Bell County puts $50,000 price on PIA request for Temple mayor pro tem’s emails (TX)

Is $50,000 a reasonable price to learn what prompted Temple Mayor Pro Tem Judy Morales to tell one of her employees “delete, delete, delete” when emails and other computer files on equipment belonging to Bell County, Morales’ employer at the time, were sought in a Public Information Act request? That’s the price quoted in response to a new request to access more of those emails.

A Feb. 12, 2013, PIA request asked for copies of emails from Judy Morales’ county email address Feb. 1, 2011 through Nov. 30, 2013. In response, Bell County Assistant County Attorney Darrell Guess first responded as follows:

As to the Judy Morales emails.  There are over 80,000 emails. The cost to produce this request has been estimated by Mr. Chandler in technology services.  It will be an overwhelming undertaking and at great cost.  It is estimated in excess of $56,000.00 and we are not able to give you a time frame due to the technical difficulties.  The cost is so high due to the fact each email must be  reviewed and redacted as to any personal, confidential, HIPPA protected, and other excluded identifiers that we are required under the PIA to protect of the individual clients.  The man power required is extensive.

He later revised that figure and offered this breakdown of the labor costs:

Judy Morales email cost (Feb 1, 2011 to Nov 30, 2013)

Charge Schedule 70.10

(1)    Standard Paper $0.10 cent per page x 80118 = $8011.80
(3) Labor Charge
(a) Programming (to extract emails) – $28.50 per hour = 8 hours time to extract 80118 emails = $228
(b) Locating, compiling and reproducing (need to review each email for redaction) – $15.00 per hour = 1.75
minutes per email x 80118 / 60 minutes/hour = 2336.77 hours x $15 = $35051.62
(4) Overhead charge = 20% of labor = $35279.62 x .20 = $7055.92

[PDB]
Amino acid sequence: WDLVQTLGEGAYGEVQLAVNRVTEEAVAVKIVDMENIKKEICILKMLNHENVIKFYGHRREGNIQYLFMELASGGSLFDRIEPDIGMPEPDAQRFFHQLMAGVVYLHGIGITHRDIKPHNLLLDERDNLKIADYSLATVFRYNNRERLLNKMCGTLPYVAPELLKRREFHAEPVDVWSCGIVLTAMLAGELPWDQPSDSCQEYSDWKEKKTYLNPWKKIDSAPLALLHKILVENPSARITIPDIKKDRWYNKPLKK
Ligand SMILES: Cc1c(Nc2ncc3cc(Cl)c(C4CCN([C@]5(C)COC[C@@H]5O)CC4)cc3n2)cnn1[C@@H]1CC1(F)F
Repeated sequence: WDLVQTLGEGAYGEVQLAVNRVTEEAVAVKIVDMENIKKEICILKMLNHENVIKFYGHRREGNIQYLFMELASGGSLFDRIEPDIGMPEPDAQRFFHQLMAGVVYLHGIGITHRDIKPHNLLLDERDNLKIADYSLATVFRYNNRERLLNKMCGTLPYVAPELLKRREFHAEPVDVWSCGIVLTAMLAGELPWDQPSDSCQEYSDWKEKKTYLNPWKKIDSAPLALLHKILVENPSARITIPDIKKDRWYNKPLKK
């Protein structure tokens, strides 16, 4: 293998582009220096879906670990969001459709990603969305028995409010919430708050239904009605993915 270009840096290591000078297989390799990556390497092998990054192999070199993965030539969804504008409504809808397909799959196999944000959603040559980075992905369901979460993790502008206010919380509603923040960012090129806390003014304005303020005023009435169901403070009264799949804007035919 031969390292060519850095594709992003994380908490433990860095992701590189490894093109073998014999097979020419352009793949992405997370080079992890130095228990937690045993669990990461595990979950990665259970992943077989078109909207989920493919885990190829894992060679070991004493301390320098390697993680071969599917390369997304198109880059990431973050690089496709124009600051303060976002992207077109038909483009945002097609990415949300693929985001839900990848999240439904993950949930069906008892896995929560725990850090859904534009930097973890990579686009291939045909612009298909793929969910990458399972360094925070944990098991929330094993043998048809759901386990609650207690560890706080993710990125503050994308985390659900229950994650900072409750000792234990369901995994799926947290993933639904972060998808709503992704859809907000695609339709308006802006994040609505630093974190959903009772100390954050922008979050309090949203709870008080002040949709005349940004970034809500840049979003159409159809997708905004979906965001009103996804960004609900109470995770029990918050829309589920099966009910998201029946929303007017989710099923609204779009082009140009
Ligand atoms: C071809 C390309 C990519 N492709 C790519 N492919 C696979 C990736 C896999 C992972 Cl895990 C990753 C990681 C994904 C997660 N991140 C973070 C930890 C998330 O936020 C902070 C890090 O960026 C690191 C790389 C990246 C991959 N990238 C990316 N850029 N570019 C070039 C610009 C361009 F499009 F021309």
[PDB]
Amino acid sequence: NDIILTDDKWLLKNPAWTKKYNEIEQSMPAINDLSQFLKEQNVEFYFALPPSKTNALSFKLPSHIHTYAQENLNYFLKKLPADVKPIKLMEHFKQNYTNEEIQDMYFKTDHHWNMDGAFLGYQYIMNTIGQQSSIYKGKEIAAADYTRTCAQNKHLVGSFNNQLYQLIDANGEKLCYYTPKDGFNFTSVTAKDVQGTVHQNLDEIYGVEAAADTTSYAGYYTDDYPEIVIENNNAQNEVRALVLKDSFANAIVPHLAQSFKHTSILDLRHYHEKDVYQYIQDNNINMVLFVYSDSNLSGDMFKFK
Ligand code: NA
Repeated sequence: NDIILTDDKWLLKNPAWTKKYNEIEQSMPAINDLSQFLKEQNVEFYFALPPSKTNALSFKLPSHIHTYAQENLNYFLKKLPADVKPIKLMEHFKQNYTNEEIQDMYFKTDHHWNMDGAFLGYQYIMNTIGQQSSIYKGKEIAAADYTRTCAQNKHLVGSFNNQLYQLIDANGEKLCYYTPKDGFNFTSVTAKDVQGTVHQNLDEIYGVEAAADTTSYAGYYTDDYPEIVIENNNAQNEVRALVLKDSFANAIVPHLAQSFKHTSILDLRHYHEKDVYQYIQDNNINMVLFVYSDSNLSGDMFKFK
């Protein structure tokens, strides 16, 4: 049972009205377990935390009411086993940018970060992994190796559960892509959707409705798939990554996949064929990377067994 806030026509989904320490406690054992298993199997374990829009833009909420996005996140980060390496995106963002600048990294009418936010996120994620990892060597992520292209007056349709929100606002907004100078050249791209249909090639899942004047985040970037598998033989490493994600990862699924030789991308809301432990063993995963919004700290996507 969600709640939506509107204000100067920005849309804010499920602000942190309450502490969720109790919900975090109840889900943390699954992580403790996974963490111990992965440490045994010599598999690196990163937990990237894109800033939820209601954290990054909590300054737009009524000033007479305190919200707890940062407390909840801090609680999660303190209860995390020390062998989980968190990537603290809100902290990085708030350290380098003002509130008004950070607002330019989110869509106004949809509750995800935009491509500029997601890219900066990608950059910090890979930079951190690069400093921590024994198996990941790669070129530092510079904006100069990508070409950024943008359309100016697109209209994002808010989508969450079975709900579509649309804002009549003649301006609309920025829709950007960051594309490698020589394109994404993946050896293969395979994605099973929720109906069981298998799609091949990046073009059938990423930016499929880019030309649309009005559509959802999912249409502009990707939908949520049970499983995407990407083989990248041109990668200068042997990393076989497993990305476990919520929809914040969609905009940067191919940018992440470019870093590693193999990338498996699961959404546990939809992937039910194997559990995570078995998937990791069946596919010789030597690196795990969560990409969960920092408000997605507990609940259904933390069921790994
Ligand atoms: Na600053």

(7) Computer resources
(B) Client Server – $2.20 per hour x 8 hours = $17.60
(D) PC or LAN – $1.00 per hour x 8 hours = $8.00
(9) Postage = Actual Cost
Total Cost = $50,372.95 plus postage

Morales has had a busy few months even outside her email generation.

Though elected to the Temple City Council in May 2011, it wasn’t until September 2013 that Morales and other city officials reportedly learned of her ineligibility to run for that office – ineligibility based on a “Conflict of Interest” clause in Temple’s 91-year-old city charter.

Early November brought an announcement of Morales’ Oct. 1 retirement from her 40+ year Director of Social Services position at the HELP (Health, Education, Leadership, Progress) Center, an outreach department of Bell County that helps connect area residents with a wide range of community-based often taxpayer-funded services and programs. At that time it was additionally confirmed by Bell County Judge Jon Burrows that Morales would serve as a consultant for the HELP Center and receive compensation comparable to her former salary.

Morales’ eligibility for office wasn’t the only source of scrutiny during this time as the Temple Daily Telegram had also filed a Public Information Act (PIA) request seeking to learn if Morales violated county employee policies and/or state election laws by utilizing county employees and resources during her 2011 city council campaign.

In early November, the Telegram also requested emails from November 2010 to May 31, 2011. Mari Paul, a Bell County employee who ultimately filed a complaint over Morales’ instruction to delete potentially compromising computer files, says Morales contacted her the evening of Thursday, Nov. 7, reporting that night’s “chatter” around the city council meeting of the Telegram looking into ‘misappropriation of funds’ during her 2011 election. Morales allegedly instructed Paul with regard to the reporter to “take a message” and further directed “do not answer any of his questions.”